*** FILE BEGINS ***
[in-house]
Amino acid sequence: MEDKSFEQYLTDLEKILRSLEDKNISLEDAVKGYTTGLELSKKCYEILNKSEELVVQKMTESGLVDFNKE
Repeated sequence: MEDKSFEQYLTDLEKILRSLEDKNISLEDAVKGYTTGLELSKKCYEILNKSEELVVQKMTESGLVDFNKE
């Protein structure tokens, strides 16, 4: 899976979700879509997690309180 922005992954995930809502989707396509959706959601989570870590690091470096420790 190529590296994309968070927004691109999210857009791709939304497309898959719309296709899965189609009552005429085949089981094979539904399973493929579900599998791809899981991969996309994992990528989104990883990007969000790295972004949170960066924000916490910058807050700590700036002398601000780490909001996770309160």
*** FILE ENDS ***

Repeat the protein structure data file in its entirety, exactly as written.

[in-house]
Amino acid sequence: MEDKSFEQYLTDLEKILRSLEDKNISLEDAVKGYTTGLELSKKCYEILNKSEELVVQKMTESGLVDFNKE
Repeated sequence: MEDKSFEQYLTDLEKILRSLEDKNISLEDAVKGYTTGLELSKKCYEILNKSEELVVQKMTESGLVDFNKE
């Protein structure tokens, strides 16, 4: 899976979700879509997690309180 922005992954995930809502989707396509959706959601989570870590690091470096420790 190529590296994309968070927004691109999210857009791709939304497309898959719309296709899965189609009552005429085949089981094979539904399973493929579900599998791809899981991969996309994992990528989104990883990007969000790295972004949170960066924000916490910058807050700590700036002398601000780490909001996770309160």